March 25, 2013
Empathy In Humans Derived From Chimps, Scientists Say
Our ability to sympathize and empathize with each other has been regarded by scientists at Warwick Business School as genealogic traits derived from the likes of our closest neighbor, the chimpanzee. Some aspects of human emotion are so basic that I often consider it pure blasphemy that some still haven’t caught on to it. Most of these emotions revolve around the concept of empathy, but can also be things like jealousy and malice.
Are we dignified as a species to tread around the Earth with our inalienable right to behave in such an ignorant and inconsiderate manner? As another human being, I dare say no.
Researchers at Warwick may actually agree with what I’m saying, as they have identified the chimpanzee’s ability to empathize and help each other as a defining trait of humans. Put simply, they believe that our tendency for teamwork is inherited from our hairy, poop-throwing cousins. To test this, they used a selection of chimpanzees in an experiment to test their goal-achieving abilities. They gave the chimps a box of grapes and a few tools to retrieve the grapes from the box.
The chimps were split into pairs and each pair was tasked with retrieving grapes from the plastic box. However, only one chimp was given both tools that were necessary in opening the box. They reported that ten out of the twelve chimps were successful in handing the right tool to their partner, effectively giving more evidence to both a collaborative and problem solving scenario.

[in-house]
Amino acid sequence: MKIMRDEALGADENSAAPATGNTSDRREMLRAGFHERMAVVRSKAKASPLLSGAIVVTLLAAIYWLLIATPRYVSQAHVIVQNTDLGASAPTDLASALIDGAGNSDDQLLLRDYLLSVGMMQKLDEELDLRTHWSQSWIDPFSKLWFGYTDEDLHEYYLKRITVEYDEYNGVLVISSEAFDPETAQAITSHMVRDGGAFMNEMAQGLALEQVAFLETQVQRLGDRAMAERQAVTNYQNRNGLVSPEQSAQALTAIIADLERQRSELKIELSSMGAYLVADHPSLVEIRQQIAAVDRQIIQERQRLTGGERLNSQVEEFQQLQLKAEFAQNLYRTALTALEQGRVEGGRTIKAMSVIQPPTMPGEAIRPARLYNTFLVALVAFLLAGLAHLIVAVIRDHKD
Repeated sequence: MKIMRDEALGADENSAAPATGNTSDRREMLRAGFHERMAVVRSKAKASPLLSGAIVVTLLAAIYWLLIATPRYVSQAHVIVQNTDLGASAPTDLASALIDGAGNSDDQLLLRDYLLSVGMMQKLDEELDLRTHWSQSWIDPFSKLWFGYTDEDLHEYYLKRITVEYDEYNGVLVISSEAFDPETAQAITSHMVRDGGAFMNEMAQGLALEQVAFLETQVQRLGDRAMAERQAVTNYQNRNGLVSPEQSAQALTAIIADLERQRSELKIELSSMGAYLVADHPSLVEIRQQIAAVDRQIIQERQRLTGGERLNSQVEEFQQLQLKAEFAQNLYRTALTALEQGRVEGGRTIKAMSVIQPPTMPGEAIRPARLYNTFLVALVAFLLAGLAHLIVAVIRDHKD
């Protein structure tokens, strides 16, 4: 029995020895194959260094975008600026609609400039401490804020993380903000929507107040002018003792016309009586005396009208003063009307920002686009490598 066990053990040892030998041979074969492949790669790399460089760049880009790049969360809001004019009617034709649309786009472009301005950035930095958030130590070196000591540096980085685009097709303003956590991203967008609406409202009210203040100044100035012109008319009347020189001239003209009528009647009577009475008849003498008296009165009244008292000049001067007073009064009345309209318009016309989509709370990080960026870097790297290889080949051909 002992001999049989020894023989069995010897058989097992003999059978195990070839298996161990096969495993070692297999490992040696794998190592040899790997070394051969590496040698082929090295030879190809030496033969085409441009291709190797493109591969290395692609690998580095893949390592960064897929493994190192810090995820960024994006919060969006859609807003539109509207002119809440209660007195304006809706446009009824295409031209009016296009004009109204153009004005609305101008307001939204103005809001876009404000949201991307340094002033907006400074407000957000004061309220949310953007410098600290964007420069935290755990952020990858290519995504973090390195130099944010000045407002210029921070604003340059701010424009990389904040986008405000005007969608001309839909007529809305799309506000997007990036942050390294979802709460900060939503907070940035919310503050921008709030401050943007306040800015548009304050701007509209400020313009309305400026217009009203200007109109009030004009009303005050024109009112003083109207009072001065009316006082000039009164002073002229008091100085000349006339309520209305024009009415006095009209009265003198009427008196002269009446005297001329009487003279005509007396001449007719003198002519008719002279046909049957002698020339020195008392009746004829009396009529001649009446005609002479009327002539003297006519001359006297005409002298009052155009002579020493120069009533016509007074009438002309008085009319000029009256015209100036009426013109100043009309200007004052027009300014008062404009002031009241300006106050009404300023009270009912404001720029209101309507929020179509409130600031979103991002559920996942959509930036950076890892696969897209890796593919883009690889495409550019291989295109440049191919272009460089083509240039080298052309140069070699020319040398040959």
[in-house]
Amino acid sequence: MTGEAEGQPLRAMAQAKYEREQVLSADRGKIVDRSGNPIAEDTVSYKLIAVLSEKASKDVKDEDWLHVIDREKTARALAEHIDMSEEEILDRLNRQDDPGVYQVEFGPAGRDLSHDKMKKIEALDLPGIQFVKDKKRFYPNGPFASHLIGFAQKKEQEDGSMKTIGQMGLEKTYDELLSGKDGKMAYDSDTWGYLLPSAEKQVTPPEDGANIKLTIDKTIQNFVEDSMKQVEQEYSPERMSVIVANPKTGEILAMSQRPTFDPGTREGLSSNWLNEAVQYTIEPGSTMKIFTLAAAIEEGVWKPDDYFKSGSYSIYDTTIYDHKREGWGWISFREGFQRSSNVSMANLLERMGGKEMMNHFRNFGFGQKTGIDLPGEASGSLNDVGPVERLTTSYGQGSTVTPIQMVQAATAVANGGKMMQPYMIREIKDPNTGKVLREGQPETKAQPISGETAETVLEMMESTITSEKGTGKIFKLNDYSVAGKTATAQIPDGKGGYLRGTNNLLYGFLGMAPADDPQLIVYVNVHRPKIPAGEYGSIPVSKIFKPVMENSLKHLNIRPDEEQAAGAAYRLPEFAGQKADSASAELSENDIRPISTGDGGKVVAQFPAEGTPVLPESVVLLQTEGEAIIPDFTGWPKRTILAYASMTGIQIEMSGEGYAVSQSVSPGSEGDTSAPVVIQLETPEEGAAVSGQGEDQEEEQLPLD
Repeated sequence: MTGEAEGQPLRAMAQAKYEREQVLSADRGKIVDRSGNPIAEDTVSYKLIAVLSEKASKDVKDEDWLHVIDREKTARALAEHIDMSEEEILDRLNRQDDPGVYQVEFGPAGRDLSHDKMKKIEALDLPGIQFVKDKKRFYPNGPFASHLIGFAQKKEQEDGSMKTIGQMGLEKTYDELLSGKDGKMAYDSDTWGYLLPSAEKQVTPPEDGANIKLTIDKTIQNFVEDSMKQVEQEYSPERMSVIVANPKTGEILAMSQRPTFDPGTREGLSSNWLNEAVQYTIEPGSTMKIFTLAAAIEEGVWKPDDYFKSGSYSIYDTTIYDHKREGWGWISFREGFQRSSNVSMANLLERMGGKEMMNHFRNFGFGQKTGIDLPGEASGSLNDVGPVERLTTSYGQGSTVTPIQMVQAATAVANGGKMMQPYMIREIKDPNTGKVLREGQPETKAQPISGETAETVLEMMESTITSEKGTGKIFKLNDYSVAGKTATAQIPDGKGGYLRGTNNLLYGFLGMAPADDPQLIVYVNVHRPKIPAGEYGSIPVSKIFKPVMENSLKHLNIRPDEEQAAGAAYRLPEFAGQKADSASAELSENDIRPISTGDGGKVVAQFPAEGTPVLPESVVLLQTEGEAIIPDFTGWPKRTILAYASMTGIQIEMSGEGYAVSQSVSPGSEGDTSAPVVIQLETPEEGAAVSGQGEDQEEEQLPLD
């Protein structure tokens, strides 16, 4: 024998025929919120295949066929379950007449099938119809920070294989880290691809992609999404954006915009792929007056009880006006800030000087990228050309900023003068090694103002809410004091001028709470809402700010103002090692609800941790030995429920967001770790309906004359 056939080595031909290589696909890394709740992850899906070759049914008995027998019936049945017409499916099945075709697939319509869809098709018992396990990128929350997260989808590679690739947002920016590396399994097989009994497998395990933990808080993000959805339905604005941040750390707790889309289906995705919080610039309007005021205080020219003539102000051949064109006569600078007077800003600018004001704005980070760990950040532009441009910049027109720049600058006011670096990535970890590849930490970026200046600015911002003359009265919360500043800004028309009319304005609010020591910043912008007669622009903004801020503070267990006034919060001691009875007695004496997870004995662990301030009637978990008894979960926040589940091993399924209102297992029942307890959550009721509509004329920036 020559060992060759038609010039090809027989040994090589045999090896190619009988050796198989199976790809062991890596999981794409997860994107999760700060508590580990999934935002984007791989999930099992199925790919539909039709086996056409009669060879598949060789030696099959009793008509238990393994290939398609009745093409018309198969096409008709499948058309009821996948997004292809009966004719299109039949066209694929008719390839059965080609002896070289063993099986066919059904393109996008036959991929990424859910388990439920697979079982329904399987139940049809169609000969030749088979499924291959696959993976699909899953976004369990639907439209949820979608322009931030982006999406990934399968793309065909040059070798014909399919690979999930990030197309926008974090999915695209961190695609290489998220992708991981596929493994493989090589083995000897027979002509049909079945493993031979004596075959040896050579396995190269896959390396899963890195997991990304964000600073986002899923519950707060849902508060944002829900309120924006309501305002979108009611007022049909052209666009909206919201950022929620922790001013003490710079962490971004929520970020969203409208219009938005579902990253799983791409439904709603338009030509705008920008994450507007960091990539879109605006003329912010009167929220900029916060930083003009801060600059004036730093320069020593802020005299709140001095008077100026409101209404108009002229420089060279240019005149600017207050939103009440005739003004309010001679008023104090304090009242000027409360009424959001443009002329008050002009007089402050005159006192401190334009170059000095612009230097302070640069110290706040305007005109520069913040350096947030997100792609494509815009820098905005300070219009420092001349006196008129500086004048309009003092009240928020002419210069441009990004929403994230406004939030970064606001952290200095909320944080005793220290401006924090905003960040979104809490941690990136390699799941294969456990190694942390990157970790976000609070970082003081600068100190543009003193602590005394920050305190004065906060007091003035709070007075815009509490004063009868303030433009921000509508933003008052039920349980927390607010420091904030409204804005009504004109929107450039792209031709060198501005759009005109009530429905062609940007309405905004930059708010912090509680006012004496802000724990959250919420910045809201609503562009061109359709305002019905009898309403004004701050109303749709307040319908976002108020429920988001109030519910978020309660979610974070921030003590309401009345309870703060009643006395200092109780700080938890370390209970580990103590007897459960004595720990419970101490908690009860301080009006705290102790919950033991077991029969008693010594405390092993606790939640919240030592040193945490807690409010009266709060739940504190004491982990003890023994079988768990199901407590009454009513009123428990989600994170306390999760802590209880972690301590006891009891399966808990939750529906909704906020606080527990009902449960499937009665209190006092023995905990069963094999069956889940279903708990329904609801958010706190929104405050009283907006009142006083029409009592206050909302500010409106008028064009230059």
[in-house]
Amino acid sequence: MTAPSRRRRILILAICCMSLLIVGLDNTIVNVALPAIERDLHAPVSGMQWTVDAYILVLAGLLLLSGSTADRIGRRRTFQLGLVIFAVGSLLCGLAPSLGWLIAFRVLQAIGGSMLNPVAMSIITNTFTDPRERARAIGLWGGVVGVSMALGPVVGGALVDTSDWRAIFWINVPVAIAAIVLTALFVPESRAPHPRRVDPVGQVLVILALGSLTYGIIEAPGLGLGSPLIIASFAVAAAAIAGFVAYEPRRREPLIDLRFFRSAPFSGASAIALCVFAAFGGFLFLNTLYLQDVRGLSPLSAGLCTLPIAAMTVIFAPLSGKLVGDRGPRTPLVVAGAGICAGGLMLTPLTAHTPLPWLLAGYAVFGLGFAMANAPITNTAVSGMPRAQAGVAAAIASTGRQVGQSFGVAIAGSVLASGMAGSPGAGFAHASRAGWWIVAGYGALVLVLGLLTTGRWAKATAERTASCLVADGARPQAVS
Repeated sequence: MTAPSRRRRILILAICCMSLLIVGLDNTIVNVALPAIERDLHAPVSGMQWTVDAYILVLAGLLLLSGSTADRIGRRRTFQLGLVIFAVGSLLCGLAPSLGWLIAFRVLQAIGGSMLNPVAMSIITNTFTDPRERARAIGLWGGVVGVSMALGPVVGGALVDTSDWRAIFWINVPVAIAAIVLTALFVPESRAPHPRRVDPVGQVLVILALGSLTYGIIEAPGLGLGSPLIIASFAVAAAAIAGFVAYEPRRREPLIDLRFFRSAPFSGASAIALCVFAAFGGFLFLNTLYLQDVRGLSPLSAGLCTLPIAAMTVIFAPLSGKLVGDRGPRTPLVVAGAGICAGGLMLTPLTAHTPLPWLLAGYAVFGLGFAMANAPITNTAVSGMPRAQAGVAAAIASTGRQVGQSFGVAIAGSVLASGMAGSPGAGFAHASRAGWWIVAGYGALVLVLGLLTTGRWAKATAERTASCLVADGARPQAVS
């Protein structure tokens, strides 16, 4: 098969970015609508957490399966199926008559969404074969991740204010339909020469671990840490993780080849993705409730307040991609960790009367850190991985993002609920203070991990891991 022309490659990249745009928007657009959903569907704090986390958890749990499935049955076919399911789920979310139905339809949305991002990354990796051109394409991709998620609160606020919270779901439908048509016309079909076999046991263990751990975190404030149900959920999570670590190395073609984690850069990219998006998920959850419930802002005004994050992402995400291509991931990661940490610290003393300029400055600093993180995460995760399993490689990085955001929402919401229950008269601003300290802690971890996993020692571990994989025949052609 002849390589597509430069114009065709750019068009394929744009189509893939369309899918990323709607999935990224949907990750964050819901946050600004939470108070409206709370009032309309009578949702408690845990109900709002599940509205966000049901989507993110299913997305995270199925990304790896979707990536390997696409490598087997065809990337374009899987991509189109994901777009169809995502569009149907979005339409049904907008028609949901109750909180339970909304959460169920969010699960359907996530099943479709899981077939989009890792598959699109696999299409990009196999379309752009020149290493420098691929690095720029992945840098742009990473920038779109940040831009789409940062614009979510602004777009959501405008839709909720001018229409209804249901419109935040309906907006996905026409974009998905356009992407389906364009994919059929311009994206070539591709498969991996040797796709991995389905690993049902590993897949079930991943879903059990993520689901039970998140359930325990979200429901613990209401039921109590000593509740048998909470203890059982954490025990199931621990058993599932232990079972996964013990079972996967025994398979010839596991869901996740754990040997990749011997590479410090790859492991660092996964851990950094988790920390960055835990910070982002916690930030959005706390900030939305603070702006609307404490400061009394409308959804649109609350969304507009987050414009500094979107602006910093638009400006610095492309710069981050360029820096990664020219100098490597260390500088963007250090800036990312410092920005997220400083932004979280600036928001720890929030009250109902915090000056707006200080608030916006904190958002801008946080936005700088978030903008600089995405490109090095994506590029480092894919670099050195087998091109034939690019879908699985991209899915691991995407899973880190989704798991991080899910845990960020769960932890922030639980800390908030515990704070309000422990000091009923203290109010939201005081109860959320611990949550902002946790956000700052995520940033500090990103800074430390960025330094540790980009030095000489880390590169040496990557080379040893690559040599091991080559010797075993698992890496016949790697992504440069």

What they found was that the chimpanzees immediately identified their own goals as comparable to each other’s, and thus moved to assist each other in obtaining the grapes.
According to them, this result represents a skill that humans and chimpanzees both share together. What is exactly is the skill? Bear with me; for humans, there is no identifying the skill because it comes so natural to us. But when we view the traits of primitive apes, we know immediately that it is empathy. What this means is that empathy is an active skill of the brain, and not an emotion, as we traditionally perceive it.
But overall, the activity proved that chimpanzees were capable of identifying each other’s predicament and working together on a collaborative task.
My question in this pertains to why they felt the need to test chimpanzees, out of all intelligent animals on the planet. Lions collaborate in their methods of hunting by flanking and ambushing unknowing prey, while dolphins, and even scorpions, use a similar form of teamwork to find food. I suppose the main goal here is to find the genetic connection between mankind and chimp-kind’s brain structure, especially since they are our closest relatives on the evolutionary chain.
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